The key part is, as you have identified, the knowledge of the alleged secondary infringer. Now that you have informed them of the fact that copyright exists in the artwork, they become liable for secondary infringement. It doesn't make them liable for primary infringement unless you can show that they authorised the making of the articles concerned (see Section 16(2) of the Copyright Designs and Patents Act). For instance if they sent an example of your product to India or where ever and asked for copies to be made, then not only would they be liable for primary infringement, it is possible that this would amount to criminal infringement.

Turning to damages and the other remedies, you will probably need to seek an injunction to prevent your rival from continuing to import and sell these copies, and an order for any current stocks to be seized and destroyed. In view of the fact that their sales are causing you financial damage which could affect the viability of your business, you could apply for an interim injunction pending the full trial, although this would need to be strongly argued to be successful as the courts are reluctant to grant interim injunctions if the losses you are currently sustaining can be recouped at the end of the trial as part of the damages order. As far as damages are concerned, unless you can show that the other company did have reason to believe copyright existed (because they were the ones who authorised the manufacturing) then their liability for damages only started from when they received your letter. You have two options for calculating the damages you wish to claim: the losses you have sustained as a result of lost sales and any licence fees you might have earned, or an account of profits. An account of profits means the profits the other company have made as a result of selling the copies of your goods. I imagine at this stage you will not have any data on how many sales they have made and so you cannot quantify the damages. Therefore one of the other things you may want to consider is to ask the court is for something called an Anton Piller order if you think the other company is likely to destroy or conceal the records of sales and correspondence with their supplier which might show that primary infringement was involved. Also if they continue to ignore your letter then you may well be entitled to aggravated damages due to flagrancy. And if they are selling their products through websites such as Ebay or Amazon, use the site's takedown procedures to get the listings removed.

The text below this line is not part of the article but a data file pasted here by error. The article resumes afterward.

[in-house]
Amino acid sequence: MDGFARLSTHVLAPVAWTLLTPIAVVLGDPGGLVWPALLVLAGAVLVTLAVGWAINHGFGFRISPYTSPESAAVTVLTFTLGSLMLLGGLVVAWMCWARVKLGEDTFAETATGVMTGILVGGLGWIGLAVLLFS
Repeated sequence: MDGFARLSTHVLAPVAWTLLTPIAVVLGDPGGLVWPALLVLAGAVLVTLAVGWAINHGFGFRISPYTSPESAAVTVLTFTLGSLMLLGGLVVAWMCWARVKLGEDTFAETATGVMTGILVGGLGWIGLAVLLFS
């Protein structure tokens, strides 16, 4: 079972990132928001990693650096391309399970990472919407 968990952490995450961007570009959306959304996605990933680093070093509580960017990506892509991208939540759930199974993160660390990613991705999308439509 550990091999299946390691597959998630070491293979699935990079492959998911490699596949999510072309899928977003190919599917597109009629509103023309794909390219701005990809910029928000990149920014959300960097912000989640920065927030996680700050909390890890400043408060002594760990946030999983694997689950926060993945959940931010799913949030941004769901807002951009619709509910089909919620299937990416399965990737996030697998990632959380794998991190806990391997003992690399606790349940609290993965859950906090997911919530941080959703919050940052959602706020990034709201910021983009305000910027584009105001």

All of this suggests that you need get a solicitor with IP experience on board. But before you do that, I suggest that you speak to either your local trading standards office, or the trading standards for the area where the other company is based. They can advise you if this might constitute criminal infringement, and if so they have the powers to obtain a search and seizure order and carry out a prosecution on your behalf, and of course this will not cost you anything. A criminal prosecution would not automatically entitle you to damages, but it is possible that as it has been a relatively short time since you sent the letter of notification, the amount of damages could be quite small any way.

And finally if this all sounds like a lot of hassle and expense (which it probably will be) another alternative is to try and negotiate a licensing deal with the other company, under which they pay you a royalty for every sale they make. Since they would remain competitors, you would need to consider how to divide up the market place. For instance you might have exclusive rights to sales in the UK and they have the rest of Europe, or worldwide less UK, or some other formula. However clearly for this option to be possible, they need to acknowledge your intellectual property rights in the first place!

Good luck.
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twentieth
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PostPosted: Fri Aug 14, 2015 12:31 am    Post subject: Reply with quote

Thank you for your detailed response, it is very much appreciated.

It looks as though we will have to delve a little further to support our belief that the infringement is primary. I think we have a reasonable chance of doing so, but further evidence would certainly help. We will discover more at disclosure I presume.

Yes the items in question are copies, not just similar. The quality isn't as good as ours, but it seldom is with copies. The designs are quite distinct, so there can be no defence of coincidence. At first glance the infringing items look the same as ours.

Thank you again, your opinions have been taken on board.

I'll update if and when...
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twentieth
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PostPosted: Fri Aug 28, 2015 10:22 pm    Post subject: Reply with quote

Just a little update:

The infringing firm have decided to make a fight of it and are denying that copyright exists in the designs, or if it does I'm not the owner. *sigh*